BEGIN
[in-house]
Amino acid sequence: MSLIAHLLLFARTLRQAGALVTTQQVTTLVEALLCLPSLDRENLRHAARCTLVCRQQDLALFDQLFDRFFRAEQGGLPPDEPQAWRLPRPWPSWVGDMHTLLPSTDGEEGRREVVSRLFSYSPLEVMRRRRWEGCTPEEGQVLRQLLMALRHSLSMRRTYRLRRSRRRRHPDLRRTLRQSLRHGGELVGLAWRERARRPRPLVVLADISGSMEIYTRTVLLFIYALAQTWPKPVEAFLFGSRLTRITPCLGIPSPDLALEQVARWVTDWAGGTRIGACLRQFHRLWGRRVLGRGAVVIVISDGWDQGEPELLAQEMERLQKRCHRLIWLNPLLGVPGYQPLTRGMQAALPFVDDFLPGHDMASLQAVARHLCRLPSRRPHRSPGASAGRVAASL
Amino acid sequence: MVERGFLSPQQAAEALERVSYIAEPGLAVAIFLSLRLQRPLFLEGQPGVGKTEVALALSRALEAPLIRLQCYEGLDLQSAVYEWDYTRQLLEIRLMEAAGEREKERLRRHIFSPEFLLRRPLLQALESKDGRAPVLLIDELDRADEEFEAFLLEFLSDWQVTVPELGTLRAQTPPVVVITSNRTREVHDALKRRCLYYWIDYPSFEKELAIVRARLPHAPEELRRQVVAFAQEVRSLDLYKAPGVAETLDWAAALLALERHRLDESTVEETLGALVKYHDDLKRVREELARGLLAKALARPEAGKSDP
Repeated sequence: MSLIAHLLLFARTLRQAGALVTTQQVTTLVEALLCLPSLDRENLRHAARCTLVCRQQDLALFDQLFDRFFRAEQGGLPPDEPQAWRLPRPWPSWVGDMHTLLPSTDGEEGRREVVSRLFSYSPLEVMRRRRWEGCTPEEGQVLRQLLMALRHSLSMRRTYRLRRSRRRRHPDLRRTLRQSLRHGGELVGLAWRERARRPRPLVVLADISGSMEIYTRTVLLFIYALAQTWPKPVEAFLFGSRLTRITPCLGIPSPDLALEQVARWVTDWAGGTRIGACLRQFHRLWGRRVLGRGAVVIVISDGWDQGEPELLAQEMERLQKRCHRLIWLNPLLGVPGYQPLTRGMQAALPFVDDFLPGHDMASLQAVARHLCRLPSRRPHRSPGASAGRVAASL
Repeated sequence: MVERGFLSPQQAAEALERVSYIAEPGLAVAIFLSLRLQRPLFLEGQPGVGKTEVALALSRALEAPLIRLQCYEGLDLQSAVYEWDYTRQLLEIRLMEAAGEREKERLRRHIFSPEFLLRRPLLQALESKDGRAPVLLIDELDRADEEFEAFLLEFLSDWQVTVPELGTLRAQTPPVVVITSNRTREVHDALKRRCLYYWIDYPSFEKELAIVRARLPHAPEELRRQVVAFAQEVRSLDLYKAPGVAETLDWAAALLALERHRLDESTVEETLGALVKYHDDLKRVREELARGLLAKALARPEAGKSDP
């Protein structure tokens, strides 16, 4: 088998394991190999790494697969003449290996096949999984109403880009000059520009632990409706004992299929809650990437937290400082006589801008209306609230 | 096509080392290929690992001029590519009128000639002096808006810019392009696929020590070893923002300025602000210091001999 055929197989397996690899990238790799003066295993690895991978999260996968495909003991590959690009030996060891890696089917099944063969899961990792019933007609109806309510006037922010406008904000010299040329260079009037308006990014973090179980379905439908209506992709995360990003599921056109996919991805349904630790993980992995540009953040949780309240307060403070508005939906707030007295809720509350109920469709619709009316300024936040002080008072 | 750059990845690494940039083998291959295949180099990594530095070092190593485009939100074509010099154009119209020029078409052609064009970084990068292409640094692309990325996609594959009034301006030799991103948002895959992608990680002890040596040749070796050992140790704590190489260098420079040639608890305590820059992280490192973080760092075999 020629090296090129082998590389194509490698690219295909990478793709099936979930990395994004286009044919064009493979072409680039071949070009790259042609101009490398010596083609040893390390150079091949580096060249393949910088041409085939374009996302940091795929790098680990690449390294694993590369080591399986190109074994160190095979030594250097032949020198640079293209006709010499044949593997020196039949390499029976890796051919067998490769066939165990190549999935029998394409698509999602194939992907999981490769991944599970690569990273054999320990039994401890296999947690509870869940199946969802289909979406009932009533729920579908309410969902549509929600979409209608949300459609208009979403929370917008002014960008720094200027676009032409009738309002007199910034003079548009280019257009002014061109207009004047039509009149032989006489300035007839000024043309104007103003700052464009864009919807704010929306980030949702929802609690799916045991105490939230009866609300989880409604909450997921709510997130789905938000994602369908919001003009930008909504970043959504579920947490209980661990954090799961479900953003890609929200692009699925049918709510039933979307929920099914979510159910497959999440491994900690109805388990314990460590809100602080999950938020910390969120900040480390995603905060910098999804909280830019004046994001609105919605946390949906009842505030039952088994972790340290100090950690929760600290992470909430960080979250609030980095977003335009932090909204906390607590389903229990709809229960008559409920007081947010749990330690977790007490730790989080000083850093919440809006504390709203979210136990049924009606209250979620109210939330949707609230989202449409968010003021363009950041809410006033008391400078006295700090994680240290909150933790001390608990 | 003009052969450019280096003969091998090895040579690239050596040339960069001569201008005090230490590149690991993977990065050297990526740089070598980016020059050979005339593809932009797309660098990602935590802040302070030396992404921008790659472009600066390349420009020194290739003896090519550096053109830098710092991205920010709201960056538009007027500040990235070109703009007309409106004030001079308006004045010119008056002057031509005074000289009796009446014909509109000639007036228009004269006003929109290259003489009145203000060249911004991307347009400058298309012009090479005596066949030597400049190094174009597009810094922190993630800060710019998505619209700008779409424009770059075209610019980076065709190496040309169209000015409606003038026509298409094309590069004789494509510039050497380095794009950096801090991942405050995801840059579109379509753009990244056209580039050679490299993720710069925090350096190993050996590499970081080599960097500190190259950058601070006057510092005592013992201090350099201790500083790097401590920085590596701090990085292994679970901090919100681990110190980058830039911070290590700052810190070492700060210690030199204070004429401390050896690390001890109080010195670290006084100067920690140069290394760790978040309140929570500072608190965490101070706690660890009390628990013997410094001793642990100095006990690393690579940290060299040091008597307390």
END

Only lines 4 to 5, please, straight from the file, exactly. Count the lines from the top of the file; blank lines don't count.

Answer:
Repeated sequence: MSLIAHLLLFARTLRQAGALVTTQQVTTLVEALLCLPSLDRENLRHAARCTLVCRQQDLALFDQLFDRFFRAEQGGLPPDEPQAWRLPRPWPSWVGDMHTLLPSTDGEEGRREVVSRLFSYSPLEVMRRRRWEGCTPEEGQVLRQLLMALRHSLSMRRTYRLRRSRRRRHPDLRRTLRQSLRHGGELVGLAWRERARRPRPLVVLADISGSMEIYTRTVLLFIYALAQTWPKPVEAFLFGSRLTRITPCLGIPSPDLALEQVARWVTDWAGGTRIGACLRQFHRLWGRRVLGRGAVVIVISDGWDQGEPELLAQEMERLQKRCHRLIWLNPLLGVPGYQPLTRGMQAALPFVDDFLPGHDMASLQAVARHLCRLPSRRPHRSPGASAGRVAASL
Repeated sequence: MVERGFLSPQQAAEALERVSYIAEPGLAVAIFLSLRLQRPLFLEGQPGVGKTEVALALSRALEAPLIRLQCYEGLDLQSAVYEWDYTRQLLEIRLMEAAGEREKERLRRHIFSPEFLLRRPLLQALESKDGRAPVLLIDELDRADEEFEAFLLEFLSDWQVTVPELGTLRAQTPPVVVITSNRTREVHDALKRRCLYYWIDYPSFEKELAIVRARLPHAPEELRRQVVAFAQEVRSLDLYKAPGVAETLDWAAALLALERHRLDESTVEETLGALVKYHDDLKRVREELARGLLAKALARPEAGKSDP